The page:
Antony and Cleopatra. The actors repaired to a long table for a raucous party with
many vodka toasts and smashed shot glasses. A pretty woman with long dark hair danced
on the table as the others drunkenly la-la-la-la'd the "Habanera" from
Carmen. More toasts, an exact repetition of the tabletop
Carmen scene. The men tore off one woman's skirt and tossed it around. She stood on the table demanding it
back, and they started spinning the table while she stayed in place facing front.
The stage was giddy with movement and rock 'n' roll energy, dangerously fast
and thrillingly free.
Then the deck cleared, and the tendency toward compression of
time reversed. Things got stretched out, philosophical. Two men at mikes
muttered about the death of Antony, and four bridesmaids wailed over Cleopatra.
Devolving around the table, the performers discussed Shakespeare and
Epicureanism, interpolating lines from the Granada film, a snatch of Iggy Pop's "Lust for
Life" -- altogether an image of rehearsal process folded into performance like the coda
to Rosas danst Rosas.
"The violence of Anne Teresa de Keersmaeker, the insolence of Jan
Fabre, the impetuosity of the Epigonentheater, the cold savage musicality of Maximalist!
are all examples of a young generation of creators each with his own
personality, through whom passes the same current: physicalness" as clues to a
possible language, Belgian critic Jean Marc Adolphe has written. And judging from
its prevalence in Polverigi, it may be a crucial language for the future. Even as
I struggled to learn it, I found myself pumping everyone within reach for
insight into the Flemish phenomenon. What kind of social life produces such
a concentrated repertoire of performing art that is so dark, so
ferocious, so intent on pushing the body to extremes, so experiential as opposed
Informal conversations over beers and pasta painted a glum picture
of Belgian culture. "This Flemish generation is coming from an old
industrial society that is decadent, falling down," said Roberto Cimetti, who since 1980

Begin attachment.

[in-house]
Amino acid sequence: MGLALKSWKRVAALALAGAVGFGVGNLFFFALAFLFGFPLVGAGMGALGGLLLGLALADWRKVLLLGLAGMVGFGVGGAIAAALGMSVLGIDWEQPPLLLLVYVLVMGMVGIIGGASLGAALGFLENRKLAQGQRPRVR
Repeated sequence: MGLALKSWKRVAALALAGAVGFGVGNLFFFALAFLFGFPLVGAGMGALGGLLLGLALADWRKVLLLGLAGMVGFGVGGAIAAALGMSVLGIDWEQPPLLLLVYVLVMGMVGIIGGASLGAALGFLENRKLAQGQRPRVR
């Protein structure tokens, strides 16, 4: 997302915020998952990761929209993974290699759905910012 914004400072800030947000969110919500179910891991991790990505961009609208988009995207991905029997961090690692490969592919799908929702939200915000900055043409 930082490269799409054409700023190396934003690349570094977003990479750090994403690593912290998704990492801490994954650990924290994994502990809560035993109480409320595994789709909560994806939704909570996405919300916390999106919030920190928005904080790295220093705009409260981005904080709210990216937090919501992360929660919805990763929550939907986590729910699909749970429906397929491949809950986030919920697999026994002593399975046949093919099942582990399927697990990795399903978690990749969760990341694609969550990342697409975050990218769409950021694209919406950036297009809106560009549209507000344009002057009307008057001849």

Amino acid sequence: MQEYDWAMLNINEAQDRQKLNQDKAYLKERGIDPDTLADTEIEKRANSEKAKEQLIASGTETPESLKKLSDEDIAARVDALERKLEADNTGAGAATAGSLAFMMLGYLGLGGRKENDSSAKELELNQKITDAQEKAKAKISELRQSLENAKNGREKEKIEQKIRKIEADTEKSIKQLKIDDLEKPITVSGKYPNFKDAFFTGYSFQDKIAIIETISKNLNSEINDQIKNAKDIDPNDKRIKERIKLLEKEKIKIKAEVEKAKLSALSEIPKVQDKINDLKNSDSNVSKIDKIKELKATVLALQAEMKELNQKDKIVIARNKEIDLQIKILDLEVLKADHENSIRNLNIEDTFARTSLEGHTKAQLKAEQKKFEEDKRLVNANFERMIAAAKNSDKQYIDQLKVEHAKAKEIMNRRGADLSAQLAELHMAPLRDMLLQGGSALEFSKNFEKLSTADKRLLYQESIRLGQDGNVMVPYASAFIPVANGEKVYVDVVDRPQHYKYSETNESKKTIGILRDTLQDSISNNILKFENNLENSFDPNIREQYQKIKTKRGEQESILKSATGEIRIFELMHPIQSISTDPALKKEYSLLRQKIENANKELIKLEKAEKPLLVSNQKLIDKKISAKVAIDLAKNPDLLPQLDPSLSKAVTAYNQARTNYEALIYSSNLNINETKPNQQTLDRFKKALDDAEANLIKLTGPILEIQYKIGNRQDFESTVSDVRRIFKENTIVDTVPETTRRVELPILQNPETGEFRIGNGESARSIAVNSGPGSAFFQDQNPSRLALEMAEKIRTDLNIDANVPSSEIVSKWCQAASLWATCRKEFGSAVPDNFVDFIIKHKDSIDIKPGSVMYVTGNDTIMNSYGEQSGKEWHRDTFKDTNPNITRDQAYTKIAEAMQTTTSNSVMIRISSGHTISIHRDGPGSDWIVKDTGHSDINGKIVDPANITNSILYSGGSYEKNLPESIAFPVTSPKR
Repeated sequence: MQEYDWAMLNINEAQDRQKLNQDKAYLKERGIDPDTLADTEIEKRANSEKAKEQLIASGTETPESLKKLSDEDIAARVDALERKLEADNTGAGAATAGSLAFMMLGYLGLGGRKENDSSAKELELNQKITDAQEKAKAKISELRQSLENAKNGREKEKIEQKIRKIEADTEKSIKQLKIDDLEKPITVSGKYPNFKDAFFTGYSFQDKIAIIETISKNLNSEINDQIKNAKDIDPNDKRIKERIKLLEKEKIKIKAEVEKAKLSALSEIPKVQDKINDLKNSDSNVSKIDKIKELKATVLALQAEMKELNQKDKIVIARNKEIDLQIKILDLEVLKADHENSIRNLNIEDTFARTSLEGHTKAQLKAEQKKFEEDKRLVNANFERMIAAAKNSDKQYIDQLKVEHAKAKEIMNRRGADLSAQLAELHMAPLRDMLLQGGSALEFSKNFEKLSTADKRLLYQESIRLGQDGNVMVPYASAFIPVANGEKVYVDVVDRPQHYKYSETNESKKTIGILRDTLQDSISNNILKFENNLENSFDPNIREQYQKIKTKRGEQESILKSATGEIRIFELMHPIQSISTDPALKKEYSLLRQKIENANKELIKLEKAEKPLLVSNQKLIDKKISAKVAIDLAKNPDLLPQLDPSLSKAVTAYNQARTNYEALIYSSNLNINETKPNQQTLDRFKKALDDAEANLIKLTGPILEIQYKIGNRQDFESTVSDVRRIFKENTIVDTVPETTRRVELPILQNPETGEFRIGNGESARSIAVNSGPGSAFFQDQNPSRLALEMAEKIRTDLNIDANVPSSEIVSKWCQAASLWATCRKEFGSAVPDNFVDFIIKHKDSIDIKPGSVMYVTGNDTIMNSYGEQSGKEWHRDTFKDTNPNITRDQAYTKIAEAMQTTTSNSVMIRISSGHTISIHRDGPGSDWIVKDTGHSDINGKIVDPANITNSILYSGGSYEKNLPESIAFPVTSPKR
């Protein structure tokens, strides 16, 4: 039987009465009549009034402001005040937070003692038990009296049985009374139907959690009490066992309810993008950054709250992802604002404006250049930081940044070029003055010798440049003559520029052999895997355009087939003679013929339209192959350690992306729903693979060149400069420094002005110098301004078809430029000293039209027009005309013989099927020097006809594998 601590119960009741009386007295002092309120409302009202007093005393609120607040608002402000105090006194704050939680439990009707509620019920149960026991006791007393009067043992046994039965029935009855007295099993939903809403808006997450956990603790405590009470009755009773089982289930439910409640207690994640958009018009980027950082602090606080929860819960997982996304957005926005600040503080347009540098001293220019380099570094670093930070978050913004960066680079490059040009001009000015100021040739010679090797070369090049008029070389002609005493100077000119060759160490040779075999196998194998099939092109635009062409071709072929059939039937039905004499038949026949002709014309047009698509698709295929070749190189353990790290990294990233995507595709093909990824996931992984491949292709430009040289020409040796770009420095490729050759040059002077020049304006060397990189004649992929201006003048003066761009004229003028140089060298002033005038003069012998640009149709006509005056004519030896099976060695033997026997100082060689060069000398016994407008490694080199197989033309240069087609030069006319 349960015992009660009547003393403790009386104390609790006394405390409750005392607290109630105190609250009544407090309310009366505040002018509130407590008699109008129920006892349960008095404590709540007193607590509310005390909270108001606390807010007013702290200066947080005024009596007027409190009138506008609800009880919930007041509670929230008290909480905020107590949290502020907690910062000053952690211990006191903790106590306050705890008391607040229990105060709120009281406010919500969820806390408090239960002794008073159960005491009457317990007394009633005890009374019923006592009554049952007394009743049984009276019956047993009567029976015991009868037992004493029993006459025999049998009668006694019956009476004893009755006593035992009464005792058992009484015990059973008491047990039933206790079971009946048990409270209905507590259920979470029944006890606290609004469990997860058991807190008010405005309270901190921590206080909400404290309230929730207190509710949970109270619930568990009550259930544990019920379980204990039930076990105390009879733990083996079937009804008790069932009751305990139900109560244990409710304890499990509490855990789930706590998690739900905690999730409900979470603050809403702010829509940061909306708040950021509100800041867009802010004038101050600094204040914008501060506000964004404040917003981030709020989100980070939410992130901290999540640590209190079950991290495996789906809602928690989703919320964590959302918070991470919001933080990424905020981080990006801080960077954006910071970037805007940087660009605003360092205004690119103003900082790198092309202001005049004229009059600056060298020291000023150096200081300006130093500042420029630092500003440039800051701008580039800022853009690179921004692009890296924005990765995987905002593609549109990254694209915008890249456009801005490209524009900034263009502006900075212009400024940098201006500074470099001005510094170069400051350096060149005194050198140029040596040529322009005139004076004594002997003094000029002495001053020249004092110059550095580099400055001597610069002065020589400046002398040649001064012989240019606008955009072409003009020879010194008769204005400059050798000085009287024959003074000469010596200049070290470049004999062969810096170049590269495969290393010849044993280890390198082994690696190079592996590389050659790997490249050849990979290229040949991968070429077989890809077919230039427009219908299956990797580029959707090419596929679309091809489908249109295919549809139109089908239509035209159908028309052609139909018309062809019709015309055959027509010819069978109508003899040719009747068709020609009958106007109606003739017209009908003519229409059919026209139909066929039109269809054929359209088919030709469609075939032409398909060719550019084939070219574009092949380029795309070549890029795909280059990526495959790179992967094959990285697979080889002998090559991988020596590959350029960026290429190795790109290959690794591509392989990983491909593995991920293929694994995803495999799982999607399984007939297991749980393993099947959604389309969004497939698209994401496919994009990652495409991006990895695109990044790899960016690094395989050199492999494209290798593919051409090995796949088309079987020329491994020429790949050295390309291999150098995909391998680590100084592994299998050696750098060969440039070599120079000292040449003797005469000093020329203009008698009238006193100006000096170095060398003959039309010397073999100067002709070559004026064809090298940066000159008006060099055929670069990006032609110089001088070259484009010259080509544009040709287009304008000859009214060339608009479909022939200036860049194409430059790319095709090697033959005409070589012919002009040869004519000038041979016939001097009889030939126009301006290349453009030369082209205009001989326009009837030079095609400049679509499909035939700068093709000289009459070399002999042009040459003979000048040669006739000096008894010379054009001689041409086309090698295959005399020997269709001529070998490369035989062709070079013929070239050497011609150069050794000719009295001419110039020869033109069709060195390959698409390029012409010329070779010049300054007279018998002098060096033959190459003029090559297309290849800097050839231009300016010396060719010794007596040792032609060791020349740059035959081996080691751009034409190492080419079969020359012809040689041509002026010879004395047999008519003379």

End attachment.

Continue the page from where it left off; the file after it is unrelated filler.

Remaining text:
had been inviting Belgian artists such as Jan Fabre, Epigonen, and theater
troupe Radeis to Polverigi. "Brussels is a city of old people. Young people feel a
huge gap between them and the old people. All the theaters are in old farms and
old markets. Their darkness comes from the sense of working in ruins." Koen vanDaele, who works for the service organization Vlaams Theater Circuit (the
Flemish equivalent to Theater Communications Group for America's
not-for-profit theaters), pointed out that Flemish artists have no tradition of spoken
theater. The best-known Belgian dramatists -- Maeterlinck, de Ghelderode
-- wrote in French, while Flemish writers remain obscure. Even the high points in music and
art took place centuries ago, leaving today's generation with no models of
a living indigenous culture.
Belgium is known as "the crossroads of Europe" -- geographically
bounded by France, Holland, and Germany, linguistically on the cusp of Romantic
and Teutonic tongues -- which means it gets stepped on a lot. "Belgium is a land
betwixt and between," Anne Teresa de Keersmaeker said wistfully. "We never
mean anything." A critic friend who has spent time in Brussels indicated that
one reason the Flemings are eager to distance themselves from their past, and a
big factor in their intensely adversarial relationship with the French in
Belgium, is the terrible Flemish reputation as collaborators in World War
II. In any case, the alienation characteristic of contemporary Flemish culture goes
beyond politics and abstraction -- it's palpable and personal.
When I asked Jan Lauwers why he named his group Needcompany, he said simply, "Because I need company."
Everyone I spoke to agreed, however, that the renaissance in
Flemish performance can be traced very specifically to the 1983 Kaaifestival in
Brussels. Founded in 1977 by Hugo de Greef to promote new Flemish performing artists,
the biennial festival also plays an important role in exposing Belgians
to international work. (Though to hear them tell it, Flemish artists don't
merely observe or witness or consume foreign work, they "confront" it.) In 1983, for
instance, the Wooster Group brought Route 1 & 9 to the Kaaifestival and
Spalding Gray did two of his monologues, powerfully infecting the likes of Lauwers
and Fabre with the notion that radical juxtapositions and the most
personal obsessions could be valuable material.
But the shot that launched the revolution was Rosas danst
Rosas, in which de Keersmaeker showed that you could start literally from nothing
-- with four women lying on the floor in the dark in silence
-- and make something all your own. Watching this brooding masterpiece, in which four dancers with identical
haircuts and Catholic-school uniforms explored the passion and pain of
fighting rigid cultural conventions, the young Flemings in the audience went, "Yeah!
That looks on the outside what we feel like inside." It was the same
spontaneous combustion that occurred when the Ramones toured England in 1977 and gave
birth to punk-rock.
Always fascinated by such specific cultural landmarks, I became
very curious about de Keersmaeker and arranged to meet her when the Belgian
government flew her over to accept her Bessie Award in September. She showed up at
City Center in a tux with her hair tied back in a ponytail; the next day at
BAM, chainsmoking in Harvey Lichtenstein's office, her hair was down, and she wore
a plain black dress. Either way she looked at once forbidding and